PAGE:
A letter from 23 prominent Kashmiri Pundits to Kashmiri Muslims on 22th of September 1990

This is a letter written by 23 prominent Kashmiri Pundits of that time on 22th of September 1990 in which they categorically acknowledge that their exodus was a result of plans orchestrated in Delhi and how sorry they feel for having betrayed their Muslim brothers of Kashmir.

The letter was addressed to the Muslims of Kashmir. Given its date, it seems to have been written after some months of Pandit exodus. What makes this letter authentic is that it was written by the 23 prominent Pandits of Kashmir who had themselves migrated, few months ago. The signatures at the end of the letter are of: Brij Nath Bhan, M.L Dhar, K.L. Kaw, Kanya Lal Raina, G.N. Daftari, Moti Lal Mam, C.L Kak, Chuni Lal Raina, M.L Munshi, B.N Gunjoo, Ashok Koul, C.L Parimoo, Pushkar Nath Bhat, Prem Nath Kher, R.K Koul, M.L Razdan, Pushkar Nath Koul, B.N. Bhat, Moti Lal Koul, Ashok Dhar, Kamal Raina, H.Koul & S.N Dhar. I had always heard the two versions — Muslims & Pandits giving their side of story, but this letter is very interesting, in which well-known Pandits narrate the actual situation & the reasons for their flight from the valley.

The letter begins by admitting that the Kashmiri Pandit community was made ‘a scapegoat’ by Jagmohan, some self-styled leaders of their community & other vested interests. The writers call their exodus, ‘a drama’, enacted by BJP, RSS & Shiv Sena, ‘in connivance with the State administration’ & ‘the main characters were played by Advani, Vajpaee, Mufti & Jagmohan’. The Indian rule has been termed as the ‘Indian occupation’ and it has again confirmed the much hyped “plan of massacre of large section of Muslims, especially in the age group of 14–25’, with an intention to paint the mass uprising as ‘communal flare up’ & the subsequent killings as ‘fight against communal forces and restoration of law & order’. It also draws attention to the foreign journalists being asked to vacate & the restrictions on the local press, then.

Calling H.N Jattu, ‘a stove mechanic turned politician & Farooq Abdullah’s lackey (actual word might sound improper)’, the letter accuses him to have begged the Pandits to migrate. The writers confess that they were told that their migration was ‘vey vital for preserving & protecting the Dharm & the unity & integrity of India’. They were also told that it would pave way for realizing the dream of ‘Akhand Bharat’. They claim to have been told that it’s a war between Hinduism & Islam. They were, however, promised rehabilitation ‘as soon as the people of valley were silenced & made to surrender’. Assurances were given to them ‘in the name of all gods & deities’ that they shall be looked after and they were threatened of ‘dire consequences’ in case they didn’t agree. Then the letter goes in detail, explaining their miseries in Jammu at the hands of Dogras, who they have termed ‘Dangars’ (uncultured) in this letter. It further reads that ‘we feel ashamed to admit that we were fooled & were willing to become fools’ and ‘we also feel ashamed to admit that we have not only betrayed our motherland but even those who have given us love, affection & respect for centuries together’. It says that they also feel ashamed to have become ‘tools in the hands of enemies of our nation’ & ‘for not participating in the freedom struggle of our motherland from the alien rule’. While admitting that their connivance with the state has helped to communalize the freedom struggle, instead of them being its part, they seek ‘forgiveness from the Kashmiri Muslim brothers in the true spirit of Islam & the teachings of Prophet Muhammad (saw)’.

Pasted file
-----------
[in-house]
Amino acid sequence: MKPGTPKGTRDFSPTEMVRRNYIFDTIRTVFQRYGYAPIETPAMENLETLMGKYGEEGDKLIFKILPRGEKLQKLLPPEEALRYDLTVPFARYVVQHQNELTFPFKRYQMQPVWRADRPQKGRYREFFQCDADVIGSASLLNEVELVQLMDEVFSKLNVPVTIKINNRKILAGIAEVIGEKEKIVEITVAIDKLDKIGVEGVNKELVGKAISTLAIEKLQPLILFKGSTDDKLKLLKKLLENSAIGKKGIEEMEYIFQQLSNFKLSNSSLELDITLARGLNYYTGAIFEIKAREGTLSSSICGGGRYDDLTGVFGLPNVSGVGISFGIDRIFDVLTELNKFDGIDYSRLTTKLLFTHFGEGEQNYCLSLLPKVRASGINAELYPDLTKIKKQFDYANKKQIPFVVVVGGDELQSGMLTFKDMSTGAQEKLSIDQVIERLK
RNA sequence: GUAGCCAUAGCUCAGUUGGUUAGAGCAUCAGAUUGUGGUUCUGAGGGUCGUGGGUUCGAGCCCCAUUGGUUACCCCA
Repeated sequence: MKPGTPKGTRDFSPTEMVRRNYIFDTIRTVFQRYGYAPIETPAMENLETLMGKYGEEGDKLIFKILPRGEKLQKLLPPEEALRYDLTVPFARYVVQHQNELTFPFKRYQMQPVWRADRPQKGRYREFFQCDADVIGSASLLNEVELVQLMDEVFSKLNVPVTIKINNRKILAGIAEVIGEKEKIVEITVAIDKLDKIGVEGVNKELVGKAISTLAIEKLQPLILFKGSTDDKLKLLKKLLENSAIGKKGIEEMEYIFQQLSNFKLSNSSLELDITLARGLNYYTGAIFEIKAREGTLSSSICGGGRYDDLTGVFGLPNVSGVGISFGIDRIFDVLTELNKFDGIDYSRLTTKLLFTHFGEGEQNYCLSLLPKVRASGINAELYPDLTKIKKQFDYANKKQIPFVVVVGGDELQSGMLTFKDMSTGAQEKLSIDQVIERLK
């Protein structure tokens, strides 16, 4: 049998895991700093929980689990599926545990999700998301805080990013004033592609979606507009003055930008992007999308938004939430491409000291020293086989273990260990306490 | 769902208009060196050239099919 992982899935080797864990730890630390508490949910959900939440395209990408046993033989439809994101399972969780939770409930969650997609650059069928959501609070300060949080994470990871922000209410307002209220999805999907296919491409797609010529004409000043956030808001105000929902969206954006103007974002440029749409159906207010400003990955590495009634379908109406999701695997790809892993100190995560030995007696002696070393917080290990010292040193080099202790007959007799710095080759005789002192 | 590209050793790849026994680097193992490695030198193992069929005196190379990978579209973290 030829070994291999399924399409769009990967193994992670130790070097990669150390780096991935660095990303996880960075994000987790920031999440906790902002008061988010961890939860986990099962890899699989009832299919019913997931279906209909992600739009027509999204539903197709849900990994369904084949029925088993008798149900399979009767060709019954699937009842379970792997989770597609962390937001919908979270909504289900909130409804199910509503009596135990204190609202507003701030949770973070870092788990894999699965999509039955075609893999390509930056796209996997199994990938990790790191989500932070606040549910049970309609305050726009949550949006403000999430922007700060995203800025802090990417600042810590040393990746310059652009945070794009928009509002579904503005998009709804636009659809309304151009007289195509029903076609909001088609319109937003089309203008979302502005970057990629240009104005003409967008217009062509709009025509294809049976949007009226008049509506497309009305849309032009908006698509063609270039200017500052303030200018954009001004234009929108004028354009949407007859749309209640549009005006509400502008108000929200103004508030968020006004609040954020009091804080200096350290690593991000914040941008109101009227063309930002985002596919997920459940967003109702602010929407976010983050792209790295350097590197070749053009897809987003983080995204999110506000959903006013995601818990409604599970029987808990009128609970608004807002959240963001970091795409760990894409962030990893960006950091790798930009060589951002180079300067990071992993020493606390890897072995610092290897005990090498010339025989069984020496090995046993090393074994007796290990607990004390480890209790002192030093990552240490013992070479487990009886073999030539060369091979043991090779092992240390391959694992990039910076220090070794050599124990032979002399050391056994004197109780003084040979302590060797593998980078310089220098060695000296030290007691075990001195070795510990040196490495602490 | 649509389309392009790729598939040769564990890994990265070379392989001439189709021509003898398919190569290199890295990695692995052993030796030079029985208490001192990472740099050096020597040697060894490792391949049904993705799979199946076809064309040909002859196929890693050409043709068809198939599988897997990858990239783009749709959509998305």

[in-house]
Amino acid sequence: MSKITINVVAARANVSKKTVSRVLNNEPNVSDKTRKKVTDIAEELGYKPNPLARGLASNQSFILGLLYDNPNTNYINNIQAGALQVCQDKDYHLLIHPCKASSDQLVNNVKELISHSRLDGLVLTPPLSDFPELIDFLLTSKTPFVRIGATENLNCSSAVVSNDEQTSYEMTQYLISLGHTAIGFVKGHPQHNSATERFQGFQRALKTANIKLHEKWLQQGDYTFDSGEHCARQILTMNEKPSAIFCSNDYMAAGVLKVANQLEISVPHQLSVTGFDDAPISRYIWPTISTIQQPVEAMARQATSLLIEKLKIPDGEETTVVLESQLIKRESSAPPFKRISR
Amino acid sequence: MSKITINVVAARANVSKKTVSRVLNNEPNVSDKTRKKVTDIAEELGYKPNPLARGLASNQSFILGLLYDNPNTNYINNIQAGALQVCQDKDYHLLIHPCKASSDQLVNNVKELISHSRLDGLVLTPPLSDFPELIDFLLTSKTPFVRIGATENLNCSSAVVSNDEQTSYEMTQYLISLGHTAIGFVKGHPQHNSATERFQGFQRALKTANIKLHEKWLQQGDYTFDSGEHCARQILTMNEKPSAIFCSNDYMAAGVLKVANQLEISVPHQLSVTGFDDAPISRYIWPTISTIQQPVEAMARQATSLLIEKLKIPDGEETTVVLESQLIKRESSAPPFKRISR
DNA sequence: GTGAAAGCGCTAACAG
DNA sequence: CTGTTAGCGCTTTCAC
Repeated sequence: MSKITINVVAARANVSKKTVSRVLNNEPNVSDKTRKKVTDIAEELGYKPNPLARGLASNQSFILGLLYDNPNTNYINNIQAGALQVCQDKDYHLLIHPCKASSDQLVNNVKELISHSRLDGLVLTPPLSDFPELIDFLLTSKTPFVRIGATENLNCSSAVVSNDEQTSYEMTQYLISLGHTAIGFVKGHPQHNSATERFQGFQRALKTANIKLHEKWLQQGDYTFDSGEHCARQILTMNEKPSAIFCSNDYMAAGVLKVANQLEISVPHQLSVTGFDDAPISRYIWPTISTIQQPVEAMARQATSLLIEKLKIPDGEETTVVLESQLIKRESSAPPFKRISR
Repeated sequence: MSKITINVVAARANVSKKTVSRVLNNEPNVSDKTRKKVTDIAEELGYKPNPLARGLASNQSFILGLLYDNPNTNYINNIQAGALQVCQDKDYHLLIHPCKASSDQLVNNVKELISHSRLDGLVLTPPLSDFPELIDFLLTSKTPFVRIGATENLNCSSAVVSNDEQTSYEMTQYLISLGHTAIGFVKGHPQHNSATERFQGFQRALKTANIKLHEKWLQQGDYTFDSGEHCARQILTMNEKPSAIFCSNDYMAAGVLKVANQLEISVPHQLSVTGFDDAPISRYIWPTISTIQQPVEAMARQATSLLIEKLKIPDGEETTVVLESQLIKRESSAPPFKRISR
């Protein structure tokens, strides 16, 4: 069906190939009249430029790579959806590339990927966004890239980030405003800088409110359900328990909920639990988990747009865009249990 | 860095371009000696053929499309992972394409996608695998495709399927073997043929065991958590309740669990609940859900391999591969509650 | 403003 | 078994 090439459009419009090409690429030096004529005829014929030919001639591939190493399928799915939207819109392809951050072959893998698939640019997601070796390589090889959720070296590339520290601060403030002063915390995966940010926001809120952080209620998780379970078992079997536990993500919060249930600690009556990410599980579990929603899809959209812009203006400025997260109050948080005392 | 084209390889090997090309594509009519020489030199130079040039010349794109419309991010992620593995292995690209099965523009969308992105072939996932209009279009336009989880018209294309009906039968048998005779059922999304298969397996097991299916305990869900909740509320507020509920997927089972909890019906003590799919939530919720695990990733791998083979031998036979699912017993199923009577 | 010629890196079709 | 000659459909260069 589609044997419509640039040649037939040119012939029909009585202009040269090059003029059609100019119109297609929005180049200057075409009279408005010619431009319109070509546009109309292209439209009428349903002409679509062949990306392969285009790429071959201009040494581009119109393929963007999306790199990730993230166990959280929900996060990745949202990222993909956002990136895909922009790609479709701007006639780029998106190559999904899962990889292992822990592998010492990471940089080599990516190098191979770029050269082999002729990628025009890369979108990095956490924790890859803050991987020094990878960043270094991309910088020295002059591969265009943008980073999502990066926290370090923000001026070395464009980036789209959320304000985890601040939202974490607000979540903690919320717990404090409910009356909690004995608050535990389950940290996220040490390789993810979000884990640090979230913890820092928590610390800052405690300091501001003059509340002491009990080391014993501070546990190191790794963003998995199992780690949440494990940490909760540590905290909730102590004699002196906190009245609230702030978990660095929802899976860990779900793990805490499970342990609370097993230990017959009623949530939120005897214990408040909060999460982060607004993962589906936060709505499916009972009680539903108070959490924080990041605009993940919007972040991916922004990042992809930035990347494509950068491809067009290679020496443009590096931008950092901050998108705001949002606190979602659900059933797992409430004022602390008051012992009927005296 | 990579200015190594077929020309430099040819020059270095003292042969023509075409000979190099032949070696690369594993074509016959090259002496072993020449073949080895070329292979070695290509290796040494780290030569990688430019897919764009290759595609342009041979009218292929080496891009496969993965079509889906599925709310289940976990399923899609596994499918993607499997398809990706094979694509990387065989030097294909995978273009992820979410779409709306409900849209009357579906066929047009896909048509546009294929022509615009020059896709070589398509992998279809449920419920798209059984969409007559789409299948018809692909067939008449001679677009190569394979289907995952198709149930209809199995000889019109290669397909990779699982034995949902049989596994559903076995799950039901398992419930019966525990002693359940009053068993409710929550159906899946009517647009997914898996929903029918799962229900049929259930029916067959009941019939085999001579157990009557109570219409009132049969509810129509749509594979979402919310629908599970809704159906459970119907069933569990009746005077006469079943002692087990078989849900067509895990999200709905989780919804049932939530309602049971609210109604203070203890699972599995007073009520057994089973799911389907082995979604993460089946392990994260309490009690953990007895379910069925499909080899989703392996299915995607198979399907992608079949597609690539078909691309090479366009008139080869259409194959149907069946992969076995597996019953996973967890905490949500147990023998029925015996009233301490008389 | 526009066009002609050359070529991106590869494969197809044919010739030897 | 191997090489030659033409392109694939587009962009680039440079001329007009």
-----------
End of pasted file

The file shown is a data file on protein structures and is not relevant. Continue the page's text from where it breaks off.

In the end, the letter categorizes Pandits into three sections: The first are those who were already settled in Jammu in their own houses, who they accuse of treating the migrant Pandits as ‘invaders’ while enjoying the migrant benefits by ‘fraud & proxy’. The second category consists of those Pandits who came from the ‘slum areas of Habba Kadal, Ganpatyar, Rainawari etc’ having no property worth its name back home and with no permanent income in the valley. This category, they say, was happy with the relief and didn’t want to go back. They claim this category to be more vocal against the Muslims of Kashmir. The third category is of those Pandits who came from well-to-do families and had properties ‘worth lacs in the valley’. These were in the majority & were eager to return home.

The letter ends by an appeal to the UNO to implement its resolutions & compel India to fulfill its promises made to Kashmiris. It ‘salutes the valor & courage of Kashmiri Muslims’ being shown against the ‘onslaught of occupational forces’. The last sentence of the letter reads as: ‘May our dream of living in a free, independent & prosperous country of Jammu & Kashmir be fulfilled very soon’.

This is the copy of that letter. It’s pretty old but quite readable. This is not to say that every Pandit was in willful connivance with the state but the fearful atmosphere created by the flight of their elite, in close coordination with Delhi, left common Pandits with no option but to leave for the safety & security of their families, as the tricks of Delhi weren’t clear to them.

This brilliant piece of research work was done by Mr. Mehboob Makhdoomi, a Harvardian and was published in 27–09–2016’s GK.

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